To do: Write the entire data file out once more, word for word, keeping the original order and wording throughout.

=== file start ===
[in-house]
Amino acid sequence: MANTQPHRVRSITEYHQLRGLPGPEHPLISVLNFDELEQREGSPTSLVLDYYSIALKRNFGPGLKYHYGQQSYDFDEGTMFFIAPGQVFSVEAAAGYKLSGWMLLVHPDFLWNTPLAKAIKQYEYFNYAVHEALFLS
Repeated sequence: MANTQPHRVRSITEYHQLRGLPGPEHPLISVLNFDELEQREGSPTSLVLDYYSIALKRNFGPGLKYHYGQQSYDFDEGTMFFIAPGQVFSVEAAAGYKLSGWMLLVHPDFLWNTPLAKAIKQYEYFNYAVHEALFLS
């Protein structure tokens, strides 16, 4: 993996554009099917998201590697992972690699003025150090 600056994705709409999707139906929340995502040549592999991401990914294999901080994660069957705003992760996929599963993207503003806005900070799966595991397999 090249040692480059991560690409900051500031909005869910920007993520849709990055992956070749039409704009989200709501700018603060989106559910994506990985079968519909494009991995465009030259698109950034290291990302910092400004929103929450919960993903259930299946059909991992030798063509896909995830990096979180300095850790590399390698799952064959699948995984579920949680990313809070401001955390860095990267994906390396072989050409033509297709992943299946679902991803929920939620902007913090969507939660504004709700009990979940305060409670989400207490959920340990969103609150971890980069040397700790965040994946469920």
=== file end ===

[in-house]
Amino acid sequence: MANTQPHRVRSITEYHQLRGLPGPEHPLISVLNFDELEQREGSPTSLVLDYYSIALKRNFGPGLKYHYGQQSYDFDEGTMFFIAPGQVFSVEAAAGYKLSGWMLLVHPDFLWNTPLAKAIKQYEYFNYAVHEALFLS
Repeated sequence: MANTQPHRVRSITEYHQLRGLPGPEHPLISVLNFDELEQREGSPTSLVLDYYSIALKRNFGPGLKYHYGQQSYDFDEGTMFFIAPGQVFSVEAAAGYKLSGWMLLVHPDFLWNTPLAKAIKQYEYFNYAVHEALFLS
């Protein structure tokens, strides 16, 4: 993996554009099917998201590697992972690699003025150090 600056994705709409999707139906929340995502040549592999991401990914294999901080994660069957705003992760996929599963993207503003806005900070799966595991397999 090249040692480059991560690409900051500031909005869910920007993520849709990055992956070749039409704009989200709501700018603060989106559910994506990985079968519909494009991995465009030259698109950034290291990302910092400004929103929450919960993903259930299946059909991992030798063509896909995830990096979180300095850790590399390698799952064959699948995984579920949680990313809070401001955390860095990267994906390396072989050409033509297709992943299946679902991803929920939620902007913090969507939660504004709700009990979940305060409670989400207490959920340990969103609150971890980069040397700790965040994946469920």